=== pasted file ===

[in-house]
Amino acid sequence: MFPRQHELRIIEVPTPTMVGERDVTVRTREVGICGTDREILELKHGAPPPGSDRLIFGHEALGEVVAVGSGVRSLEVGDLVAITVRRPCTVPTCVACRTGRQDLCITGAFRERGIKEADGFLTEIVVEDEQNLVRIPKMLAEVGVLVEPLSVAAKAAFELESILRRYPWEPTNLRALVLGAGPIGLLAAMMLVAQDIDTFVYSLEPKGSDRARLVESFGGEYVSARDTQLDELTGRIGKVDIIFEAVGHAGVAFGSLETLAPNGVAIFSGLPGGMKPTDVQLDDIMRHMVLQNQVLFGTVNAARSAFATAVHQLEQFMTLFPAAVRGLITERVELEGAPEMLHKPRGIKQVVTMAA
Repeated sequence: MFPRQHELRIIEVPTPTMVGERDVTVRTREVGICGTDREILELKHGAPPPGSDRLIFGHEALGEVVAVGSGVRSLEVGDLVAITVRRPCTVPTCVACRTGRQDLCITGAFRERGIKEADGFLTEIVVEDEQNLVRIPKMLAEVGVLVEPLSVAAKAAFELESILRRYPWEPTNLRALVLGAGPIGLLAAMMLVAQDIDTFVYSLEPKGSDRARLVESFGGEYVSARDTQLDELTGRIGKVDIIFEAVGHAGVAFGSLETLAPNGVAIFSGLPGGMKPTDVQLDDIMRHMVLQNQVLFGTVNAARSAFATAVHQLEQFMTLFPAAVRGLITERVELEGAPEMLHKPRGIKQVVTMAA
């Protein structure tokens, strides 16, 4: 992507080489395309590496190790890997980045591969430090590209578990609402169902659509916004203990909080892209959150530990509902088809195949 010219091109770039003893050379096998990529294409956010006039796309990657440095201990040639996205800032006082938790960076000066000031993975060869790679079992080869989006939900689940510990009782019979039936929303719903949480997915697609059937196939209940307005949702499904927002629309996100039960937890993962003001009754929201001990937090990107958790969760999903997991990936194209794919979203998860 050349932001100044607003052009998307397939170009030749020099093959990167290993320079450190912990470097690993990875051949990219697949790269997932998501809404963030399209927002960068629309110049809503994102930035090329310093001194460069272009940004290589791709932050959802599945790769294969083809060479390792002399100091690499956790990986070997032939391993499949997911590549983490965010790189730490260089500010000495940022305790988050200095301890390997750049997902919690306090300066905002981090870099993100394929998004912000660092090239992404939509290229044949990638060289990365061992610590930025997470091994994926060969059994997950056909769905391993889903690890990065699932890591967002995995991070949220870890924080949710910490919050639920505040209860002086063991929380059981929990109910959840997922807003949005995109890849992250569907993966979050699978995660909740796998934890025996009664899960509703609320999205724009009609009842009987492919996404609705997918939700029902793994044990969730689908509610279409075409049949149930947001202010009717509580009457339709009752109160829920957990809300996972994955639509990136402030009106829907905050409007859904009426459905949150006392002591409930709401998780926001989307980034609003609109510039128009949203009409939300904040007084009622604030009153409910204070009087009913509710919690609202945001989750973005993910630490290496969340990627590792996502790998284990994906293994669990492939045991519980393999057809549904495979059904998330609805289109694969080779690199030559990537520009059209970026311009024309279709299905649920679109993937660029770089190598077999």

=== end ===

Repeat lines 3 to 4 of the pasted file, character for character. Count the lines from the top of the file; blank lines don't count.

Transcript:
Repeated sequence: MFPRQHELRIIEVPTPTMVGERDVTVRTREVGICGTDREILELKHGAPPPGSDRLIFGHEALGEVVAVGSGVRSLEVGDLVAITVRRPCTVPTCVACRTGRQDLCITGAFRERGIKEADGFLTEIVVEDEQNLVRIPKMLAEVGVLVEPLSVAAKAAFELESILRRYPWEPTNLRALVLGAGPIGLLAAMMLVAQDIDTFVYSLEPKGSDRARLVESFGGEYVSARDTQLDELTGRIGKVDIIFEAVGHAGVAFGSLETLAPNGVAIFSGLPGGMKPTDVQLDDIMRHMVLQNQVLFGTVNAARSAFATAVHQLEQFMTLFPAAVRGLITERVELEGAPEMLHKPRGIKQVVTMAA
């Protein structure tokens, strides 16, 4: 992507080489395309590496190790890997980045591969430090590209578990609402169902659509916004203990909080892209959150530990509902088809195949 010219091109770039003893050379096998990529294409956010006039796309990657440095201990040639996205800032006082938790960076000066000031993975060869790679079992080869989006939900689940510990009782019979039936929303719903949480997915697609059937196939209940307005949702499904927002629309996100039960937890993962003001009754929201001990937090990107958790969760999903997991990936194209794919979203998860 050349932001100044607003052009998307397939170009030749020099093959990167290993320079450190912990470097690993990875051949990219697949790269997932998501809404963030399209927002960068629309110049809503994102930035090329310093001194460069272009940004290589791709932050959802599945790769294969083809060479390792002399100091690499956790990986070997032939391993499949997911590549983490965010790189730490260089500010000495940022305790988050200095301890390997750049997902919690306090300066905002981090870099993100394929998004912000660092090239992404939509290229044949990638060289990365061992610590930025997470091994994926060969059994997950056909769905391993889903690890990065699932890591967002995995991070949220870890924080949710910490919050639920505040209860002086063991929380059981929990109910959840997922807003949005995109890849992250569907993966979050699978995660909740796998934890025996009664899960509703609320999205724009009609009842009987492919996404609705997918939700029902793994044990969730689908509610279409075409049949149930947001202010009717509580009457339709009752109160829920957990809300996972994955639509990136402030009106829907905050409007859904009426459905949150006392002591409930709401998780926001989307980034609003609109510039128009949203009409939300904040007084009622604030009153409910204070009087009913509710919690609202945001989750973005993910630490290496969340990627590792996502790998284990994906293994669990492939045991519980393999057809549904495979059904998330609805289109694969080779690199030559990537520009059209970026311009024309279709299905649920679109993937660029770089190598077999």